Band: Numidia | Album: Numidia | Year: 2019 | Genre: Psychedelic rock, Progressive rock, Blues rock
From: Sydney, Australia | Label: Nasoni Records
For fans of: Elder, Erkin Koray, Quiet Child, Pink Floyd, North African blues
There seems to be a correlation between regions that are mostly desert and the production of psychedelic blues. The American Southwest has a fertile scene, and the Berber peoples of the Maghreb and Sahel have given birth to a unique fusion of blues, blues-rock, and their own native traditions. Maybe it’s something about the vast stretches of empty land that leads to this particular brand of earthy, mantra-like rock music. It would make sense, then, that Australia would have some contributions to this sound.
Numidia are a quintet hailing from Sydney (which, notably, is wetter than the Pacific Northwest or the British Isles) that plays a brand of meditative, desert-tinged blues rock with the sensibilities and stylings of classic 1970s progressive rock acts blended in. Explicit overtures are made toward Middle Eastern and North African music as well.
Their self-titled debut album swims gleefully in fuzzed out guitars. The rhythm section pushes the music along with purpose, and the Hammond organ and synthesizers help fill the gaps. They deftly move between driving rockers and moments of mellow meditation, often in the span of the same song.
Almost as if putting out a mission statement, this album opens up with “Türkü”, a reinterpretation of a Turkish folk song, which was notably first translated into the vocabulary of rock music by legendary Turkish guitarist Erkin Koray. But where Mr. Koray’s version of “Türkü” kept its folk flavors, Numidia have turned it into a snarling, lurching, metallic monster. The riff that the song is built around keeps the tension high, and the bass growls with a level of distorted aggression not often heard outside of certain metal subgenres.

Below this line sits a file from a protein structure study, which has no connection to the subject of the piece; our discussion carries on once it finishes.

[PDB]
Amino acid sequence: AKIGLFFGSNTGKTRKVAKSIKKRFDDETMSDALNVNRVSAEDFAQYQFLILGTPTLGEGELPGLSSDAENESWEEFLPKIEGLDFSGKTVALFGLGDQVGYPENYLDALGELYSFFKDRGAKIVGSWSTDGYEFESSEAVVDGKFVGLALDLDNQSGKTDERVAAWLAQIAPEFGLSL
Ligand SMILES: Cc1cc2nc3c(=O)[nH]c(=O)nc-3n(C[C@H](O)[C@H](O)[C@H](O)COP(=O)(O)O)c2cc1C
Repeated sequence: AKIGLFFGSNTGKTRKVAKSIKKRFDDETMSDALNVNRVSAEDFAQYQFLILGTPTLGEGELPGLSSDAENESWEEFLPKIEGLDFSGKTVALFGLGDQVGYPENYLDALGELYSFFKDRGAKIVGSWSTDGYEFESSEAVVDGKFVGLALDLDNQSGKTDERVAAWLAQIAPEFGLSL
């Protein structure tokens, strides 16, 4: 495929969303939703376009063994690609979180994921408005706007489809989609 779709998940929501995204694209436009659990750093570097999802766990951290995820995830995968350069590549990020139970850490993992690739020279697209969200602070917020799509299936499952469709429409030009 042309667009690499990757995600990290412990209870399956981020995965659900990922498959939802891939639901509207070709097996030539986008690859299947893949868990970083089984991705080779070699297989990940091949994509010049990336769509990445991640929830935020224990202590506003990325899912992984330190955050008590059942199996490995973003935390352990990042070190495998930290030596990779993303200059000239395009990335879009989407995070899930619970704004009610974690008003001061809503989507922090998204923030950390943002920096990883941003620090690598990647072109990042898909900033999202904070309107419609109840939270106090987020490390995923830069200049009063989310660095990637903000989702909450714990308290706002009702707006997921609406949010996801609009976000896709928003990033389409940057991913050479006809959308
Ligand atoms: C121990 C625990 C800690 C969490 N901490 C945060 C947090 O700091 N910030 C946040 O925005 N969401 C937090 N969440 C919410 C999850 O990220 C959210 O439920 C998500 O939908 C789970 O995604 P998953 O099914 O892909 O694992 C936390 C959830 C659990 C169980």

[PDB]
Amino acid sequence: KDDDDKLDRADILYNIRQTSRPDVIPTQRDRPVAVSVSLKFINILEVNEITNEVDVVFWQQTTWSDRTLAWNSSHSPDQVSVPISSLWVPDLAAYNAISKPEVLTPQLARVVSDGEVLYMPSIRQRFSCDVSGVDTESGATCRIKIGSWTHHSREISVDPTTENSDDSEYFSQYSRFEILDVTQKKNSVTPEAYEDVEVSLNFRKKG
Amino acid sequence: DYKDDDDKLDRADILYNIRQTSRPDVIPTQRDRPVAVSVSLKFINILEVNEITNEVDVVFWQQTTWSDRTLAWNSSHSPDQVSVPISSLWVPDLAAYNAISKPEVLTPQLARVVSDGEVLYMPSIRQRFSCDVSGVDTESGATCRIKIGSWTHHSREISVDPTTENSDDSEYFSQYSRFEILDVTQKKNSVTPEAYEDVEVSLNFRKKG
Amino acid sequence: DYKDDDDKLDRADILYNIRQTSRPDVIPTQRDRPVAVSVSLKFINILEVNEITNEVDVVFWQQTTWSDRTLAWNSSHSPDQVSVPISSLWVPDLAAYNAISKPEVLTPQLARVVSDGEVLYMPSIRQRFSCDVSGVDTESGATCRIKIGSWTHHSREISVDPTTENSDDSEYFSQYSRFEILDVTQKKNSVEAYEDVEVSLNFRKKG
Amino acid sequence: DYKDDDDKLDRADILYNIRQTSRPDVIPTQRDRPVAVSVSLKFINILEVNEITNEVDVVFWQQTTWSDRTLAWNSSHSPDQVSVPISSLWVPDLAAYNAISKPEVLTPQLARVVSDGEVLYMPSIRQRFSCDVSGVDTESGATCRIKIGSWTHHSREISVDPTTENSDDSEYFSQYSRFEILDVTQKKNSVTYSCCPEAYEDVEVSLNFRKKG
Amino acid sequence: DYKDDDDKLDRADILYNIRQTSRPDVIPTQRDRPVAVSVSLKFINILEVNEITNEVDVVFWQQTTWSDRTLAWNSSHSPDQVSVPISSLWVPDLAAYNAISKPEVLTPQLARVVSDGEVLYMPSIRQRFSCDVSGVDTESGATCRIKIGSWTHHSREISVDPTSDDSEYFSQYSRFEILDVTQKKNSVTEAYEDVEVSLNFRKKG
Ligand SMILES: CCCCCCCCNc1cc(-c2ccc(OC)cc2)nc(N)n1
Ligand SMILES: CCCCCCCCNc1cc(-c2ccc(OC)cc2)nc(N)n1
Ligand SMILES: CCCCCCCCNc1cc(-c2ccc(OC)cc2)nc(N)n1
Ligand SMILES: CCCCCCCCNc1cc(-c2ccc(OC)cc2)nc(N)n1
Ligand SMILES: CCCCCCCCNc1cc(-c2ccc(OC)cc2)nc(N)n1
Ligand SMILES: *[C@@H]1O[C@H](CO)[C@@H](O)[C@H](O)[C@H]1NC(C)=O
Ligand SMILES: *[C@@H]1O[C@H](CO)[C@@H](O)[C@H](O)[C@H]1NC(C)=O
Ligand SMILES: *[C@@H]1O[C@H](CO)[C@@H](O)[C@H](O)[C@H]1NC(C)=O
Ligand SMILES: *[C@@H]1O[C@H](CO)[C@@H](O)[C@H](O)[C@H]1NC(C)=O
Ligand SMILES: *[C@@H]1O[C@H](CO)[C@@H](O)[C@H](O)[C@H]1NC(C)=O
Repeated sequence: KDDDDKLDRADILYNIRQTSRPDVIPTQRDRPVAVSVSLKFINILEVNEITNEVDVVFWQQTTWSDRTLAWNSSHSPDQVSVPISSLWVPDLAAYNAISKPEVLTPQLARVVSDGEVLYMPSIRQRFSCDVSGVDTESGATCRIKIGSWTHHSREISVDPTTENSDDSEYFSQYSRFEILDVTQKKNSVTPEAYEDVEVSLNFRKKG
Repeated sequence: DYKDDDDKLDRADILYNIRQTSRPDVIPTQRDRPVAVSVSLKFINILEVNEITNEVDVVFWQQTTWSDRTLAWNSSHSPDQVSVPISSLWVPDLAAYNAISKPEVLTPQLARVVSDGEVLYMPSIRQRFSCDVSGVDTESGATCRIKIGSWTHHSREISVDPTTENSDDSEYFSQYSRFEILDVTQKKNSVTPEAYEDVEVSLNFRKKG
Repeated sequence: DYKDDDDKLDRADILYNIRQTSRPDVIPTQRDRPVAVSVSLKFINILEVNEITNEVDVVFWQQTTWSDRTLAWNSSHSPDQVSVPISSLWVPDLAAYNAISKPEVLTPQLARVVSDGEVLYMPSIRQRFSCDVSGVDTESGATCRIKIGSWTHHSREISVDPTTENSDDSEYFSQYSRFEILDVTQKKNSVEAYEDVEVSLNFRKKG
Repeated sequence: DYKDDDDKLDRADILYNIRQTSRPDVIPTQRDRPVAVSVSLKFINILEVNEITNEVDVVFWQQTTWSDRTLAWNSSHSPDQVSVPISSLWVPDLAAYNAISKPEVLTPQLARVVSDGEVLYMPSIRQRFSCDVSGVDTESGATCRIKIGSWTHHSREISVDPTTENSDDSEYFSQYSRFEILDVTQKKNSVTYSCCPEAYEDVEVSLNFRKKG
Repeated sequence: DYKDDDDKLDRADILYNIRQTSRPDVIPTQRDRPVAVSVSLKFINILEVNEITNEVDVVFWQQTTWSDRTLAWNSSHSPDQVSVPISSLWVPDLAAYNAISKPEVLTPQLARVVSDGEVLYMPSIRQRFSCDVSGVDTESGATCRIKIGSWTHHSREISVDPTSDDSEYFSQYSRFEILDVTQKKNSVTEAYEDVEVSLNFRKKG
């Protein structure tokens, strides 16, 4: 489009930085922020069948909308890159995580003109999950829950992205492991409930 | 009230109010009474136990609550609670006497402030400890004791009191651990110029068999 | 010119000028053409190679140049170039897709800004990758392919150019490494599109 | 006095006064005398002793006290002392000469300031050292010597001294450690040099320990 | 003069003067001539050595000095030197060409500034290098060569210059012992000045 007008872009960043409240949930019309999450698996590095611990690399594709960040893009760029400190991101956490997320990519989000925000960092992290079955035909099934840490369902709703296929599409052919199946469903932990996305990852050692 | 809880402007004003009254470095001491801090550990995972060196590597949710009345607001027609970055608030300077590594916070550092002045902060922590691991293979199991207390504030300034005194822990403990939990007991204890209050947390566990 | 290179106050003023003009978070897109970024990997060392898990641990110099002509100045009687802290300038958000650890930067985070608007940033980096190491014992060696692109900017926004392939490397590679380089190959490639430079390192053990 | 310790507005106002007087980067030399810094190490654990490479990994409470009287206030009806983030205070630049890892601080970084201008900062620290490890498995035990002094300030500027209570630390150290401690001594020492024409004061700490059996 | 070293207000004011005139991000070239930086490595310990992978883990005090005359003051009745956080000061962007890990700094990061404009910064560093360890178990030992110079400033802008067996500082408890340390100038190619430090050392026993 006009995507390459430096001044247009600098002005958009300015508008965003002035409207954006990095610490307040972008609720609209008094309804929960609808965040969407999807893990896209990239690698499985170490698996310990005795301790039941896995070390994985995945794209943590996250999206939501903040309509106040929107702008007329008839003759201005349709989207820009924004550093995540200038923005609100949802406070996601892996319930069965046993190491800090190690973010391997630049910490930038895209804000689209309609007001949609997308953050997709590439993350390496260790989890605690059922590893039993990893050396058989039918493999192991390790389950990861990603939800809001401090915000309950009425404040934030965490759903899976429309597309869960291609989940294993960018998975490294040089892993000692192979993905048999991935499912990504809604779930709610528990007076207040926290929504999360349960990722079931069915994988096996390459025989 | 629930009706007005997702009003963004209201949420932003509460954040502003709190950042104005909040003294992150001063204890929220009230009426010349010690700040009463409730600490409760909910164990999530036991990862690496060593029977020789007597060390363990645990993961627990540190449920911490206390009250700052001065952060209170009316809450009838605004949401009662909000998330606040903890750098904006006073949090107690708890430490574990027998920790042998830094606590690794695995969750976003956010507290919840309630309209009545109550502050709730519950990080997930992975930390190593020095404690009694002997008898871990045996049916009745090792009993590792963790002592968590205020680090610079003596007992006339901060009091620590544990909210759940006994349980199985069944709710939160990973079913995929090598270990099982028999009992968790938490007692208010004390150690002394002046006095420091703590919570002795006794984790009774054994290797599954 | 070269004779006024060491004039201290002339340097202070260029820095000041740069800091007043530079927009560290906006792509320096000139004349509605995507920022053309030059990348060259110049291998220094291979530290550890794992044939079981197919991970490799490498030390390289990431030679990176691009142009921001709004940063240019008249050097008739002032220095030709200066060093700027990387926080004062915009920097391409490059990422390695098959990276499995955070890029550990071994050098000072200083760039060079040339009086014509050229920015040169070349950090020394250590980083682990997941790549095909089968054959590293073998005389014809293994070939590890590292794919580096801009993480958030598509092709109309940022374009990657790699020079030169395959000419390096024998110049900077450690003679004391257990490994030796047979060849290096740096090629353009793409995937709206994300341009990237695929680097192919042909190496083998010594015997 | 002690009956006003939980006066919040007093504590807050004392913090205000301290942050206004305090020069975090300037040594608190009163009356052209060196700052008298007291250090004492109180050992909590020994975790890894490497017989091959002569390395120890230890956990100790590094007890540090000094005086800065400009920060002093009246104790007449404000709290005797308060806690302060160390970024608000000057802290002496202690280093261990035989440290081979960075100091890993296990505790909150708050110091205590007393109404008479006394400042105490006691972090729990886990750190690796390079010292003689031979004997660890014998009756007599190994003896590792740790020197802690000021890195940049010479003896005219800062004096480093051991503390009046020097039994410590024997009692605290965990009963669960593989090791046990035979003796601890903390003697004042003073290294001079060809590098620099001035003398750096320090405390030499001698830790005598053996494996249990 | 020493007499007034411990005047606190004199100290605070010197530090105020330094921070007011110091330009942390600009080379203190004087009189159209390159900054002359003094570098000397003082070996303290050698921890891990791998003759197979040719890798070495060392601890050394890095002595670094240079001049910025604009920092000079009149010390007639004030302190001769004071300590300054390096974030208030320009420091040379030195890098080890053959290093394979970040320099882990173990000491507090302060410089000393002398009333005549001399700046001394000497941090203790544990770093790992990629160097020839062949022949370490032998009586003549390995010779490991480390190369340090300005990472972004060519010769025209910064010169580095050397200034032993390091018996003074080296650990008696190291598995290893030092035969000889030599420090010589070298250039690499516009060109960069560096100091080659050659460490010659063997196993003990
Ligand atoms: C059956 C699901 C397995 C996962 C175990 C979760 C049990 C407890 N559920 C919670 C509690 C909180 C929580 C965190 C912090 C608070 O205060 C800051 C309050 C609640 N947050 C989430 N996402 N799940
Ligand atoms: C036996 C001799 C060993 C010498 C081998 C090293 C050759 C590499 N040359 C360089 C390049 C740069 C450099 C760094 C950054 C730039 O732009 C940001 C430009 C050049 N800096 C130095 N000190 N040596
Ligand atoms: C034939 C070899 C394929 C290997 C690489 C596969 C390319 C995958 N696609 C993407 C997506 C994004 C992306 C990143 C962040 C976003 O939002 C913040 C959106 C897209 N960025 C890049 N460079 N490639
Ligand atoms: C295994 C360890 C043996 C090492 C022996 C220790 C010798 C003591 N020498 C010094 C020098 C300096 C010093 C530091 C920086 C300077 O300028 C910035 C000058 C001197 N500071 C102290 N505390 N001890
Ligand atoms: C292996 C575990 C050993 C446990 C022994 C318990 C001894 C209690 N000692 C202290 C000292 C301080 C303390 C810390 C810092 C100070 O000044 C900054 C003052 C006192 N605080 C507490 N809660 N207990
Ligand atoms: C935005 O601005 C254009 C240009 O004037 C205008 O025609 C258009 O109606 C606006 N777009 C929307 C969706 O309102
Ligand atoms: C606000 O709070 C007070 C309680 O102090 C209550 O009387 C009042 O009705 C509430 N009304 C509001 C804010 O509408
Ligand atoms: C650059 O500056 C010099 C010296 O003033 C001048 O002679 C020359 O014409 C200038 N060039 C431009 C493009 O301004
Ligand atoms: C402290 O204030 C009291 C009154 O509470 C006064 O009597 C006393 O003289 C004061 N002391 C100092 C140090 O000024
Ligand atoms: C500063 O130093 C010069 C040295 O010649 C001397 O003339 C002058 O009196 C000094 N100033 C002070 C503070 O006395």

After this opening assault, “Azawad” is a comparative idyll. This song’s roots are in Tuareg blues, and it floats along with harmonized vocals and gradually-building instrumentation. The guitars slowly pile up, the drums crash ever more aggressively, and everything builds to quite the satisfying crescendo.
The title track is the most overtly proggy composition on the album. The riffs are jagged and irregular, reminding me a lot of “Türkü”, and Hammond organ receives its most prominent mixing here. Despite being the second-shortest song on the album, it’s complex.
“Red Hymn” is another highlight. It’s a slow-moving, smoky, soulful piece. Mostly instrumental, the sparse lyrics are chanted in a near-mantra over simple percussion and jangling, blues-inflected guitar licks for the first few minutes. Just shy of the halfway mark, the song shifts into movement reminiscent of “Maggot Brain”. A sorrowful guitar solo, channeling David Gilmour, builds over thundering bass as the tinkling guitar arpeggios and pounding drums build to an intense climax.
I can’t find much fault with this album. I’ll openly own up to having a low tolerance for most blues and blues rock, and there are a few points—particularly in quieter moments, like the closing “Te Waka”—where the music feels less purposeful and more aimless and meandering. But this album does not wear out its welcome, nor does it ever reach the levels of tedium I often feel when listening to a lot of modern blues rock. Numidia have made a bold, aggressive first impression with this debut album, tactfully mixing influences as disparate as Tuareg folk music and Pink Floyd.
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